2012-10-01 11:39:45 Crowdfunding English https://quickbooks.intuit.com/r/us_qrc/uploads/2014/07/iStock_000017018545XSmall-300x199.jpg https://quickbooks.intuit.com/r/crowdfunding/the-dos-and-donts-of-a-successful-crowdfunding-campaign/ The Do’s and Don’ts of a Successful Crowdfunding Campaign

The Do’s and Don’ts of a Successful Crowdfunding Campaign

2 min read

Crowdfunding is fast becoming a popular strategy to raise funds, test an idea, and attract customers. Some businesses have recently drawn so much attention from their crowdfunding campaigns that they could barely keep up with demand.

On the flip side, not all crowdfunding campaigns succeed. The Intuit Small Business Blog recent spoke with Danae Ringelmann, co-founder and chief operating officer of the crowdfunding platform Indiegogo, who offered a behind-the-scenes look at the types of campaigns that work — and those that don’t.

Here are three tips for running a successful crowdfunding campaign:

1. Don’t expect to raise all your funds at once. Sometimes businesses erroneously think that they have to raise all the money they need in one campaign, Ringelmann says. Instead, businesses should consider multiple campaigns. “People think it’s a place to raise 100 percent of funds that you’ll ever need for your business, all at once,” she says. “It’s not. It’s a way to secure capital and engage your customer and community to get to the next stage.”

For example, if you’re looking to introduce a new product and need money to manufacture it, you can pre-sell the product through a crowdfunding campaign. Supporters get early access to the item, and you get a good estimate for demand. Emmy’s Organics raised $15,000 last year to expand from selling gluten-free macaroons locally to distributing them to stores around the nation.

2. Do make an awesome video. When it comes to attracting supporters, it’s all about the pitch — and a good video makes a difference. On Indiegogo, campaigns with a video raise 114 percent more than those that don’t have one.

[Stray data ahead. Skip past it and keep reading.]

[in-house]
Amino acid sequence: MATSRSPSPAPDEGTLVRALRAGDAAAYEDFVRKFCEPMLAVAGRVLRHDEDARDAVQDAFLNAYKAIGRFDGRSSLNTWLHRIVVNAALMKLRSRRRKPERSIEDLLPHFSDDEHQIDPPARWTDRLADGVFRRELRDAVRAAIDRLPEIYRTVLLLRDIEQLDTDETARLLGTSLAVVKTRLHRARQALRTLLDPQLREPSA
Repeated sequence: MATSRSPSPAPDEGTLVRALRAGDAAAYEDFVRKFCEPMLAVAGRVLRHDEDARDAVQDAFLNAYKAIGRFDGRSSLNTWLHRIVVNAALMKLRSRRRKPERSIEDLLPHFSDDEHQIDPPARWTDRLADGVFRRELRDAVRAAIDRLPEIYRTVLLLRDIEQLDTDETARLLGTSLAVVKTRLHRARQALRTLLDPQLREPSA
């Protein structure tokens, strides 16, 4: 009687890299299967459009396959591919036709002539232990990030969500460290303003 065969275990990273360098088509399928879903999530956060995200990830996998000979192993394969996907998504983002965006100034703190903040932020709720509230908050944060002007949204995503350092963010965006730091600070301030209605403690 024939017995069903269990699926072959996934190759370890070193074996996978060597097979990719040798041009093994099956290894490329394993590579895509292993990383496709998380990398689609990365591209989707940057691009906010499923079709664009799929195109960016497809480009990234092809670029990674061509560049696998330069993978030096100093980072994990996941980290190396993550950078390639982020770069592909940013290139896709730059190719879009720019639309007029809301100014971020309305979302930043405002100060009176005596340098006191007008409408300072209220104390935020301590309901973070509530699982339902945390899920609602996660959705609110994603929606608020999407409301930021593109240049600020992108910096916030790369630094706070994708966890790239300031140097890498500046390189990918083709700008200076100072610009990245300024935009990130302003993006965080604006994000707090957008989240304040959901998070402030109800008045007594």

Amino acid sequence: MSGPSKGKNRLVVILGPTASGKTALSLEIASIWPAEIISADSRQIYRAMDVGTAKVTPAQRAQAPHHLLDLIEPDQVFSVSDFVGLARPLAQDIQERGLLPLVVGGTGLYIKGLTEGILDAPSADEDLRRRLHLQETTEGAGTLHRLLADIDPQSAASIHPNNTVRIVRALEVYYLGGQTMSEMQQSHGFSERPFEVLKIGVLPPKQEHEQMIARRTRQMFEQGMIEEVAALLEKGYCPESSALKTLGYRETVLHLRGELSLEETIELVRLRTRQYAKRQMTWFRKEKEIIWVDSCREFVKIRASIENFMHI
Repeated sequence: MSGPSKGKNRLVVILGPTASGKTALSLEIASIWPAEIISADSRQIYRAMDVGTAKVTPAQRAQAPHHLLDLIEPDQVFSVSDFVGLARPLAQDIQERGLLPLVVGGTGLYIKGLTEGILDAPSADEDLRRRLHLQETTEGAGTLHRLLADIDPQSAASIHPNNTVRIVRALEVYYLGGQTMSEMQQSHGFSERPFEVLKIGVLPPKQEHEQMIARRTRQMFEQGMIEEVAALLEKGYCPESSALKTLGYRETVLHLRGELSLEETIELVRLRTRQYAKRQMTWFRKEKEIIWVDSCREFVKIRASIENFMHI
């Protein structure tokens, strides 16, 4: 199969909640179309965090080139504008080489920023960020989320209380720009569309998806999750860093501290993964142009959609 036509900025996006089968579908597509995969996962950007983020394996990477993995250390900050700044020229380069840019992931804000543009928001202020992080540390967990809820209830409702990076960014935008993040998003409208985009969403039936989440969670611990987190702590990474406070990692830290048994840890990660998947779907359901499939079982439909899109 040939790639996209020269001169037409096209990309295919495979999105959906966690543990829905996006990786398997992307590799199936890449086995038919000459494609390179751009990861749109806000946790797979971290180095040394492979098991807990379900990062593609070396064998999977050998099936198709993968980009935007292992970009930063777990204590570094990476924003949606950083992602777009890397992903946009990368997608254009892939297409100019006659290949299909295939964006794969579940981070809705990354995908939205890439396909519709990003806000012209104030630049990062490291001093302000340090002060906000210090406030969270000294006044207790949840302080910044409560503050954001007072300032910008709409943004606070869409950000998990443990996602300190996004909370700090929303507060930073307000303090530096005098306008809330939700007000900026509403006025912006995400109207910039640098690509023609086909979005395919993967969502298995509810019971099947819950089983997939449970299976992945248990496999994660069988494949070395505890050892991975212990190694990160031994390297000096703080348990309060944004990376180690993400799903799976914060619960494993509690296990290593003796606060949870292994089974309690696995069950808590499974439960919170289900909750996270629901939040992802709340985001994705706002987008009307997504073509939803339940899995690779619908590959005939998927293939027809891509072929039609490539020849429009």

“Talk about not just what your idea is, but also who you are as a person, why you’re the right person to be doing this, and what the impact on the world is,” Ringelmann says. “People fund people. They don’t just fund ideas. They have to believe in you.”

3. Don’t think your job is done once you’ve created your campaign. In fact, creating your campaign is just the start. Now you need to tap into Facebook, Twitter, and other social media to spread the word. Most successful campaigns raise the first 20 to 30 percent of their goal from their friends and family. Don’t expect supporters to stumble upon your campaign and fork over their hard-earned money.

Indiegogo uses a proprietary algorithm to decide which campaigns to feature on its website, Ringelmann says. It measures how much you’re reaching out to supporters and how much they’re responding. That’s why it’s important to get your friends and family to support you first. The more interest you generate, the more likely your campaign is to be featured on the website and to attract funders you don’t already know

“People always ask, ‘How do I get on the homepage? If I send you cupcakes, will you put us on the homepage?’ The answer is nope. No cupcakes are necessary,” she says. “All the power is in your hands, not mine.”

To build trust, you should also update your campaign regularly and keep in touch with donors. Campaigns with regular updates — at least once every couple of days — raise 100 percent more than those with no updates. Have you started renovating your storefront? Are you about to test your prototype? Share your progress with the people who have a stake in your success.

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Information may be abridged and therefore incomplete. This document/information does not constitute, and should not be considered a substitute for, legal or financial advice. Each financial situation is different, the advice provided is intended to be general. Please contact your financial or legal advisors for information specific to your situation.

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